The team of doctors conducting high-altitude medical experiments on Everest was involved in helping save a stricken climber.
Usha Bistra, a Nepalese climber, was found by Canadian Meagan McGrath high on the mountain after reportedly having been abandoned by her leader after she collapsed attempting to summit.
She was brought down by Ms McGrath and fellow mountaineers and treated for cerebral oedema – swelling of the brain, a common symptom of acute mountain sickness. The Caudwell Xtreme Everest team which, as grough reported, had set up the highest ever medical laboratory, began her treatment and arranged for the 22-year-old to be taken to lower altitude.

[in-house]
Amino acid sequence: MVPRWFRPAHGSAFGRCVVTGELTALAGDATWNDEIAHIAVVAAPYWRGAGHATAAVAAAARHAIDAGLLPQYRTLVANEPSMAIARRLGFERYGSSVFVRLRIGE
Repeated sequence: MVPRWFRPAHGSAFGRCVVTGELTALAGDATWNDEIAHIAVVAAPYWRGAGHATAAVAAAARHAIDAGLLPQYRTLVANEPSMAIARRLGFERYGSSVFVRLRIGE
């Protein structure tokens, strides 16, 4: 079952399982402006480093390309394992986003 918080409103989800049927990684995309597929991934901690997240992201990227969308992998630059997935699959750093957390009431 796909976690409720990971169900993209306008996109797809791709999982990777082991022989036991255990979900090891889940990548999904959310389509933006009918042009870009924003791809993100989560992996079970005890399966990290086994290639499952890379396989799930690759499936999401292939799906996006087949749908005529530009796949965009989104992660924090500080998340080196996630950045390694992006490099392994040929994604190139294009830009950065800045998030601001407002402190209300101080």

Usha Bistra’s abandonment reopened debate about the curious ethics of climbing on Everest, which is increasingly seen as a mainly mercenary exercise. Last year, Lincoln Hall survived being left for dead. British climber David Sharp was not so lucky and perished on the mountain, having been passed by up to 30 other climbers.
Dr Mike Crocott, who is leading the expedition, said “We also saw numerous other casualties at Camp 2 and beyond.
“Help was provided in the form of medical expertise, oxygen and in evacuation when climbers were in distress. Up there it is a hostile environment and we were happy to help out. I have always spoken of the gratitude we have to the Sherpas, so it was gratifying to give back to the Nepali teams when they needed our help.”
The Xtreme Everest climbing team is now back at base camp, where experiments continue on the 200 volunteers who trekked to the camp.